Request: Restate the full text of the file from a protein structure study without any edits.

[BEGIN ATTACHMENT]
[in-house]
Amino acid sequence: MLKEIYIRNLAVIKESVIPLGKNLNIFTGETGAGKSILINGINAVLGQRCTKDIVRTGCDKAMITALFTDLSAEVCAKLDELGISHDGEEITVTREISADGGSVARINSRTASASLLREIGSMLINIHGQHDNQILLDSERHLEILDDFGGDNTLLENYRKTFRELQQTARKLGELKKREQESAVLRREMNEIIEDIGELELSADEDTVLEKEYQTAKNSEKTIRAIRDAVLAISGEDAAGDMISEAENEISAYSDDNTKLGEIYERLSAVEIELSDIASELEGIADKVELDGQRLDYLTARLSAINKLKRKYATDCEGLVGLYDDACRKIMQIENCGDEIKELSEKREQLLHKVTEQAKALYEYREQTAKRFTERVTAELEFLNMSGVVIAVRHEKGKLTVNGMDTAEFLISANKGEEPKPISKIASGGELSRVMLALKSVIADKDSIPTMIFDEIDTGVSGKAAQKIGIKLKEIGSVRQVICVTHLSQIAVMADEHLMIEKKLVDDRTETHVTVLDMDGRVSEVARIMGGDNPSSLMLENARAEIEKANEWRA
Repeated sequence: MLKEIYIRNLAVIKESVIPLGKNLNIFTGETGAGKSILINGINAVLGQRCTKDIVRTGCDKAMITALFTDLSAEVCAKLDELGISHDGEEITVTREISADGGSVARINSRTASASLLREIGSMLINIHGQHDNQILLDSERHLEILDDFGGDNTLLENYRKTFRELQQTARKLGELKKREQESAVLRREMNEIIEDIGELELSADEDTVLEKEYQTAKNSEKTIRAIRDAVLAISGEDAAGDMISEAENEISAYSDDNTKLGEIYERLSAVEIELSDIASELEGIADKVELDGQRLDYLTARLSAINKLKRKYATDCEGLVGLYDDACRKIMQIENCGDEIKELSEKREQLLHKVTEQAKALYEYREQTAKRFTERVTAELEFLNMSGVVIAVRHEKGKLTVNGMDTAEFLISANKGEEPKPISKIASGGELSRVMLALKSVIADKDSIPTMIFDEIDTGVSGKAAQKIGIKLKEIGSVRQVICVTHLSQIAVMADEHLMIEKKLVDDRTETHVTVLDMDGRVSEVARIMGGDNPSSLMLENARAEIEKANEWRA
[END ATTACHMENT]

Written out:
[in-house]
Amino acid sequence: MLKEIYIRNLAVIKESVIPLGKNLNIFTGETGAGKSILINGINAVLGQRCTKDIVRTGCDKAMITALFTDLSAEVCAKLDELGISHDGEEITVTREISADGGSVARINSRTASASLLREIGSMLINIHGQHDNQILLDSERHLEILDDFGGDNTLLENYRKTFRELQQTARKLGELKKREQESAVLRREMNEIIEDIGELELSADEDTVLEKEYQTAKNSEKTIRAIRDAVLAISGEDAAGDMISEAENEISAYSDDNTKLGEIYERLSAVEIELSDIASELEGIADKVELDGQRLDYLTARLSAINKLKRKYATDCEGLVGLYDDACRKIMQIENCGDEIKELSEKREQLLHKVTEQAKALYEYREQTAKRFTERVTAELEFLNMSGVVIAVRHEKGKLTVNGMDTAEFLISANKGEEPKPISKIASGGELSRVMLALKSVIADKDSIPTMIFDEIDTGVSGKAAQKIGIKLKEIGSVRQVICVTHLSQIAVMADEHLMIEKKLVDDRTETHVTVLDMDGRVSEVARIMGGDNPSSLMLENARAEIEKANEWRA
Repeated sequence: MLKEIYIRNLAVIKESVIPLGKNLNIFTGETGAGKSILINGINAVLGQRCTKDIVRTGCDKAMITALFTDLSAEVCAKLDELGISHDGEEITVTREISADGGSVARINSRTASASLLREIGSMLINIHGQHDNQILLDSERHLEILDDFGGDNTLLENYRKTFRELQQTARKLGELKKREQESAVLRREMNEIIEDIGELELSADEDTVLEKEYQTAKNSEKTIRAIRDAVLAISGEDAAGDMISEAENEISAYSDDNTKLGEIYERLSAVEIELSDIASELEGIADKVELDGQRLDYLTARLSAINKLKRKYATDCEGLVGLYDDACRKIMQIENCGDEIKELSEKREQLLHKVTEQAKALYEYREQTAKRFTERVTAELEFLNMSGVVIAVRHEKGKLTVNGMDTAEFLISANKGEEPKPISKIASGGELSRVMLALKSVIADKDSIPTMIFDEIDTGVSGKAAQKIGIKLKEIGSVRQVICVTHLSQIAVMADEHLMIEKKLVDDRTETHVTVLDMDGRVSEVARIMGGDNPSSLMLENARAEIEKANEWRA